One of the types of orders we deal with here at Hickman Family Lawyers are Child Protection Orders. These are issued in the best interest of the child, but where parents are in a position to care for their children, they may contact us to find out how to contest a Child Protection Order that has been issued by the Department of Communities.
While it’s not always a clear-cut process, here are our insights into how to contest a Child Protection Order in Western Australia. We always recommend getting legal advice if you are considering contesting a Child Protection Order.
What Is A Child Protection Order?
A Child Protection Order is a Court Order issued by the Department of Communities (sometimes called the Department of Child Protection), if it believes that the safety or wellbeing of a child (under 18 years of age) may be at stake.
It is possible to contest a Child Protection Order, but as it usually is a highly sensitive and complicated affair, legal advice from a trusted family lawyer is strongly recommended.
Are There Different Types Of Child Protection Orders?
The Department of Communities has set out 4 different types of Protection Orders, each with their own terms and conditions, to ensure the safety and wellbeing of the child/children, to suit each set of circumstances.
Type 1 – Protection Order (Supervision): The child/children remain in the care of either or both parents, who are served with a set of conditions, and the DoC check regularly that the child/children are safe and the conditions are adhered to. The Order can last for up to 2 years, but can be extended by the DoC for a further 2 years but must end when they turn 18.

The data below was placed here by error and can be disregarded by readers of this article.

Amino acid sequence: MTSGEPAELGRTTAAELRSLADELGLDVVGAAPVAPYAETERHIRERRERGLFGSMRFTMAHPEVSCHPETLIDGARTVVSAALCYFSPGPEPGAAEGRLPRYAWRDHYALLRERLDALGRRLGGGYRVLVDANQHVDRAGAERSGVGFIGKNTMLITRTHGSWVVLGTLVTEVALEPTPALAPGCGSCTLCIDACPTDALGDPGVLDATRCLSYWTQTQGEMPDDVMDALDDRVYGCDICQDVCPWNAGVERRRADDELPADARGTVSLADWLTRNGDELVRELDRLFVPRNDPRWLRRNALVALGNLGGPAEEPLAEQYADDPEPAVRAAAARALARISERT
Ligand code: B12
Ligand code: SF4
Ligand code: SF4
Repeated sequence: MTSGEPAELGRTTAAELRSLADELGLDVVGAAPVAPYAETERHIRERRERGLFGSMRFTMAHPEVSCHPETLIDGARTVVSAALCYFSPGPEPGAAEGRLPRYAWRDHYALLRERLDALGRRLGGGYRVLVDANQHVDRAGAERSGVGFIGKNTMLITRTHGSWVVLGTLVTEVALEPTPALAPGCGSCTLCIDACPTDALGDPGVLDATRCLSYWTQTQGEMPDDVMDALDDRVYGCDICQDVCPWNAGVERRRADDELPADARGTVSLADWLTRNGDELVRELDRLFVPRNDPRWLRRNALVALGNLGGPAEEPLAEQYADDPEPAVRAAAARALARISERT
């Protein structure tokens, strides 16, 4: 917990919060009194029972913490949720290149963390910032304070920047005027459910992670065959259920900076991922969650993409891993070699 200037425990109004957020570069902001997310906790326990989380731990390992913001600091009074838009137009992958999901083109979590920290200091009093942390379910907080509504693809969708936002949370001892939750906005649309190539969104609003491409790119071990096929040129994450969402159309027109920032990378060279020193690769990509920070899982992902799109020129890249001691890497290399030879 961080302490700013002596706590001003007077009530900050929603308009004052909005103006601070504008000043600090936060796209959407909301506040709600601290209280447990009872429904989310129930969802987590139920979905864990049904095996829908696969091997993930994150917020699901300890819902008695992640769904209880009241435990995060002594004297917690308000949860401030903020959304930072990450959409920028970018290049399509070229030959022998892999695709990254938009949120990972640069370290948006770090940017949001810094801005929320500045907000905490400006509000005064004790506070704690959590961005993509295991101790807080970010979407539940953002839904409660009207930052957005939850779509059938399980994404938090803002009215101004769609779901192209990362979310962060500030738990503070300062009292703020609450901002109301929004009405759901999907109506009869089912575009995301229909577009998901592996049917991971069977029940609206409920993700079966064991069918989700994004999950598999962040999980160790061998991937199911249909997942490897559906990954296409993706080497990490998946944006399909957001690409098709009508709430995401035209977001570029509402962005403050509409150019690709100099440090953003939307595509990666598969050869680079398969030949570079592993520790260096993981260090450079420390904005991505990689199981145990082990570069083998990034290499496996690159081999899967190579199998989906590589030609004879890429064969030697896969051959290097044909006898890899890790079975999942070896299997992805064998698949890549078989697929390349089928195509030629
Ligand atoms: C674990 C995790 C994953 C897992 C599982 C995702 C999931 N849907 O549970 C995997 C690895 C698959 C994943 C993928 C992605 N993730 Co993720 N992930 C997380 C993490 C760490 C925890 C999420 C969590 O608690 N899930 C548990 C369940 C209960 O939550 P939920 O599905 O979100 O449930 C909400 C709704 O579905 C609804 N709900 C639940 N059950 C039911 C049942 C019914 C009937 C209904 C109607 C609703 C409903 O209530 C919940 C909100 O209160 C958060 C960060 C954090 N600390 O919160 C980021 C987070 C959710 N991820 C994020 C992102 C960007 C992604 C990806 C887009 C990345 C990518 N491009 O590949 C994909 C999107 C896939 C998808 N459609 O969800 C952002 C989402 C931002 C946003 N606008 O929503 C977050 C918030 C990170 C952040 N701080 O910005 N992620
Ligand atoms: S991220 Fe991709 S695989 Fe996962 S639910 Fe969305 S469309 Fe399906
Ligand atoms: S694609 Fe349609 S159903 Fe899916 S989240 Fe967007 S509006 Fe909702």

The child/children may also be removed from the care of the parent/s, if the department thinks the parents have not complied with any of the conditions, or there is a risk to the child/children’s wellbeing. It does however need to first bring the case back to Court.
Type 2 – Protection Order (Time-limited): This can have serious consequences, because the DoC has total responsibility over the child, even if they are living with their parents. This Order however, is usually issued when the child/children have been removed and kept in the Department’s care, but there is an overall plan for an eventual reunion with one or both parents.
The Order may last for up to 2 years but can extended for a further 2 years or even longer, which could mean the child/children remain in the care of the department until they turn 18. The Order could also be replaced with another type of Order, with a different set of conditions.